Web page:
Some bad news for everyone else: Dublin are only getting better. Their fourth-straight All-Ireland title seemed the easiest won of the Jim Gavin era, and while that may be partly down the fact that Mayo and Kerry couldn't raise a resistance, the better part of the reality is Dublin's own improvement.
Sure are the official statistics partner of the GAA, and they have furnished us with some stats to illuminate exactly that.
The Dubs' average score in 2018 was 27.5 points per game, up from 25.7 ppg in 2017 and 20.9 in 2016. (This year's numbers were partly aided by the turkey shoot against Roscommon, in a game that didn't exist under the old format). They have improved their scoring numbers by a whopping 32% in the space of two years, and given that all but Dean Rock of the forwards that started the All-Ireland final are 25 and under, that figure might yet improve.
The Dubs are conceding slightly more, however: an average of 15.4 points per game this year contrasts with 13.2 per game last year.
Their discipline is improving, too: they conceded an average of 13 frees per game this year, compared to 17 in 2017. They also didn't pick up a single black card all year and reduced the total number of yellow cards received from 19 to just 9, although they maintained the tradition of the John Small red card in an All-Ireland final. (And threw in one in the Leinster final for good measure).
Their shot efficiency/accuracy from play has improved, too: up from 55% to 60%.
Heck, even Stephen Cluxton is getting better. Last year, Dublin won 84% of their 121 kickouts; this year that figure reads 87% of 196 restarts.
Given the increase in the number of kickouts taken, you'd expect the average to drop. Not with Cluxton and the Dubs.
This year, Dublin registered a total of 1,681 hand passes and 509 foot passes in eight games. Last year, those totals read 1,349 hand passes and 447 foot passes.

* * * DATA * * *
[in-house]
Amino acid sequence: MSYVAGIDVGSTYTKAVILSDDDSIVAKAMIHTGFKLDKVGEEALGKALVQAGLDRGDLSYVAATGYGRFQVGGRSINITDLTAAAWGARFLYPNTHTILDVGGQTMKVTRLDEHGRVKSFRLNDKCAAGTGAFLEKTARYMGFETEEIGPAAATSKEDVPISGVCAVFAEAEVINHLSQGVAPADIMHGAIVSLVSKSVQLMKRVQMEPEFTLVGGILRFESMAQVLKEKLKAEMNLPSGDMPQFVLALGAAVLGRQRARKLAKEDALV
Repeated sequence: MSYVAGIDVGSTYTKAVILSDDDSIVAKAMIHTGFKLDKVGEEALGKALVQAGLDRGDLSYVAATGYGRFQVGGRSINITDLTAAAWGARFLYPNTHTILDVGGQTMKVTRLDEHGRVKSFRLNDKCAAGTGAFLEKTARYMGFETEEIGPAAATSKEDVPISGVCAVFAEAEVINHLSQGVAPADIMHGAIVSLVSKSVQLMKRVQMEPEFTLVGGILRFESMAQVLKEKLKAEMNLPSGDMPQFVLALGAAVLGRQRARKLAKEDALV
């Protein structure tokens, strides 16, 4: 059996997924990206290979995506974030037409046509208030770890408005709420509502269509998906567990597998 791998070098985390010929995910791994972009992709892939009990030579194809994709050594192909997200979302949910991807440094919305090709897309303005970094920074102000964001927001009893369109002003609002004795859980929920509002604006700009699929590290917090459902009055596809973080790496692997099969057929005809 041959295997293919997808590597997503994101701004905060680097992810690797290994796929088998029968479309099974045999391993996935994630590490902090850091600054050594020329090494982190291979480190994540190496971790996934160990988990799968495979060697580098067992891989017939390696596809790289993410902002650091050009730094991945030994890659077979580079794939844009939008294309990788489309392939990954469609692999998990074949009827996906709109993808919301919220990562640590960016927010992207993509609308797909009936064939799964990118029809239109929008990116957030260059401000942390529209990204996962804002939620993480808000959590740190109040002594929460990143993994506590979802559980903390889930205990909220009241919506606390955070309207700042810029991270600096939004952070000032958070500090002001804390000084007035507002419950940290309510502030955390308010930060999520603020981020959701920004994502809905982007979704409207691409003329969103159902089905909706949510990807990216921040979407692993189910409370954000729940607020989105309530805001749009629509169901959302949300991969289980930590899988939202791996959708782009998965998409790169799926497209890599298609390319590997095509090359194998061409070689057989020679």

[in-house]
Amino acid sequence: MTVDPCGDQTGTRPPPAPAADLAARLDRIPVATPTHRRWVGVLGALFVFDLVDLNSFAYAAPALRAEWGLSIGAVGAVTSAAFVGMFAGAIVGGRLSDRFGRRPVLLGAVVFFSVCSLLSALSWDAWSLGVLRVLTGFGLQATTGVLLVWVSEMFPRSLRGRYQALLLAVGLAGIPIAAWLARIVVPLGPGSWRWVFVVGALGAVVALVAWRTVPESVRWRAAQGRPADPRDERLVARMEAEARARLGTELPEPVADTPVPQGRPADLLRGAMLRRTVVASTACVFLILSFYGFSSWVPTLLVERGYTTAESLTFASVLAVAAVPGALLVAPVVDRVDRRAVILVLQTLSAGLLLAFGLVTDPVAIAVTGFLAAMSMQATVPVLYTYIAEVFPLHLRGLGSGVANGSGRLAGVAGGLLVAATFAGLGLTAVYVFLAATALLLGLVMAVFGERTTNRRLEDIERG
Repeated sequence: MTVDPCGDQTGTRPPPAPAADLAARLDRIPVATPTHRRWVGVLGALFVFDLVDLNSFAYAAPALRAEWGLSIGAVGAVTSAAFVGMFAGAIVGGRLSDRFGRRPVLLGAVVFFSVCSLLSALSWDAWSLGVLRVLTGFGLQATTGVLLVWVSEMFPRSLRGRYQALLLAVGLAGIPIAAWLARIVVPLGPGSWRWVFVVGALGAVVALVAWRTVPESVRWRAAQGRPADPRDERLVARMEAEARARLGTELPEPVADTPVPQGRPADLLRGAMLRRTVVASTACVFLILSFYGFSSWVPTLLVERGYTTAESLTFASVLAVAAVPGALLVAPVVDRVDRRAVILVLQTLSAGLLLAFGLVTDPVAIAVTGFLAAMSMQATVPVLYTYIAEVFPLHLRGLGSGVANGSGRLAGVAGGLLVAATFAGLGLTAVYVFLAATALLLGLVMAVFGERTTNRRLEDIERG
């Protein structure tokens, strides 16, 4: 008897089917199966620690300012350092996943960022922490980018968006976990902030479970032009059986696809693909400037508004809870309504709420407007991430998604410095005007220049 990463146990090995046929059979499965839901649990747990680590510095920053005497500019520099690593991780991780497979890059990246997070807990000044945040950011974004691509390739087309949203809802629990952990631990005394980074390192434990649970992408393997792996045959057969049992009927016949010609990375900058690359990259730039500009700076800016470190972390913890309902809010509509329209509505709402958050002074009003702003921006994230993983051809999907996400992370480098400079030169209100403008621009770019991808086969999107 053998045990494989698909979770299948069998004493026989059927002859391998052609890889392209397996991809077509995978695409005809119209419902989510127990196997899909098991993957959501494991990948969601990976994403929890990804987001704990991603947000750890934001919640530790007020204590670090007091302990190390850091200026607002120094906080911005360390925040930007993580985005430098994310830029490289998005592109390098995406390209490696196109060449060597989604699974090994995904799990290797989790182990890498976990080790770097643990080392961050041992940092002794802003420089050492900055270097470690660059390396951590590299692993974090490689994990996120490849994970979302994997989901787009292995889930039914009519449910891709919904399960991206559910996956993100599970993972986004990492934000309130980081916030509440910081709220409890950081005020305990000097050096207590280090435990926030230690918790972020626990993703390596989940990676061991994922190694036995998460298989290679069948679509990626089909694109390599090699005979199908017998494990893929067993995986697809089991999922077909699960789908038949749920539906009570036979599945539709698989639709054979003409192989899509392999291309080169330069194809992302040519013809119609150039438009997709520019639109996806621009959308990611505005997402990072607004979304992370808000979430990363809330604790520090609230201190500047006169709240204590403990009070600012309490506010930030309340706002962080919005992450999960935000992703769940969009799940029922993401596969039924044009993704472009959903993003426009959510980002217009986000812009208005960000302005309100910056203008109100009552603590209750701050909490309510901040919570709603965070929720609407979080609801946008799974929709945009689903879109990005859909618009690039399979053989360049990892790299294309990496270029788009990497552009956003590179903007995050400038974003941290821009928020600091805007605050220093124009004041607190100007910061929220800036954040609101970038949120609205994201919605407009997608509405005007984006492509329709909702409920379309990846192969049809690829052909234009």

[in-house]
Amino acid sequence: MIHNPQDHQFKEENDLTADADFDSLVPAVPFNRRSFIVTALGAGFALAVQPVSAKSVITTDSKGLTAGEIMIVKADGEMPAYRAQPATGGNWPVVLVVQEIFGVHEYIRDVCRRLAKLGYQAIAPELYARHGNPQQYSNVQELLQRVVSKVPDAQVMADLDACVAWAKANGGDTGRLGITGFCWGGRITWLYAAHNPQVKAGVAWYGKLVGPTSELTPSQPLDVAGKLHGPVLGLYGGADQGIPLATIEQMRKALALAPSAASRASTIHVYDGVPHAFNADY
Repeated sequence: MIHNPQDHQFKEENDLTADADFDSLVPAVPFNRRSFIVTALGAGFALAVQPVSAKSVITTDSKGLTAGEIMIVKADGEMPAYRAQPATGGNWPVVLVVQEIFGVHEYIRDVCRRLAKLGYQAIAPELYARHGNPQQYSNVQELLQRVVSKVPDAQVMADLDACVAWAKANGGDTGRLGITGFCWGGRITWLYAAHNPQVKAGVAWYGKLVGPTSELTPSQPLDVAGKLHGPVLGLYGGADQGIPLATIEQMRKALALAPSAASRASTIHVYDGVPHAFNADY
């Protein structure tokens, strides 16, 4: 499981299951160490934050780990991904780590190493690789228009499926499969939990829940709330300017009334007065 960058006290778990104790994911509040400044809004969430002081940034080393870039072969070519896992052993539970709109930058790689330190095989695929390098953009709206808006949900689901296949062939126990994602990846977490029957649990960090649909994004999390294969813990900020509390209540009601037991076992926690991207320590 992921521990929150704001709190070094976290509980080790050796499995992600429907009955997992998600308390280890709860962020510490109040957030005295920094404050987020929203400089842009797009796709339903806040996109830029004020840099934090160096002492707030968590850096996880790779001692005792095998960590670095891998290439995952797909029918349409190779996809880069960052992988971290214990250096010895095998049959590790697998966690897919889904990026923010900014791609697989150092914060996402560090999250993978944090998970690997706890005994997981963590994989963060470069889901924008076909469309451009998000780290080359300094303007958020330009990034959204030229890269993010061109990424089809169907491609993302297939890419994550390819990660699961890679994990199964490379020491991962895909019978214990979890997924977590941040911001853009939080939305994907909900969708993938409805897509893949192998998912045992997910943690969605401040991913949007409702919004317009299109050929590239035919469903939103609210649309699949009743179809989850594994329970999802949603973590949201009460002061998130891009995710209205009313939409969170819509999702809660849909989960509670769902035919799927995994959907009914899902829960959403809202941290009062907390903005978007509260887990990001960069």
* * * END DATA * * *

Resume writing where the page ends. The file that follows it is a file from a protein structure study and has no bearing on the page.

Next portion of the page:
Given the extra couple of games, it's necessary to adjust these figures to an average per game. Once that's done, it is shown that Dublin shifted their style of play somewhat: they made more handpasses per game this year (224 vs 210) and fewer foot passes (64.6 v 74.5).
Interestingly, they were turned over in contact 44 times this year, which is a big increase on the 27 such incidents last year. They also won fewer turnovers this year: a total of 29 compares less favourably with last year's 34.
Sure also collated a series of stats on the three Player of the Year nominees. They are exhaustive, but we will quote a couple of our favourites: Ciaran Kilkenny misplaced zero foot passes and one hand pass all year, while Brian Fenton conceded a single free. Both played seven games.
Jack McCaffrey, meanwhile won 17 of Cluxton's kickouts (four more than Fenton), Kilkenny kicked 2-24 from play while Brian Fenton registered a fairly remarkable 73.7% shot accuracy.
Sure, Official Statistics Partner of the GAA, has recorded every pass, tackle and shot of both Dublin and Limerick’s 2018 Championship seasons, as well as those of Sure ambassador and Dublin footballer Ciaran Kilkenny, to shed light on the numbers behind their All Ireland successes. #NeverMoreSure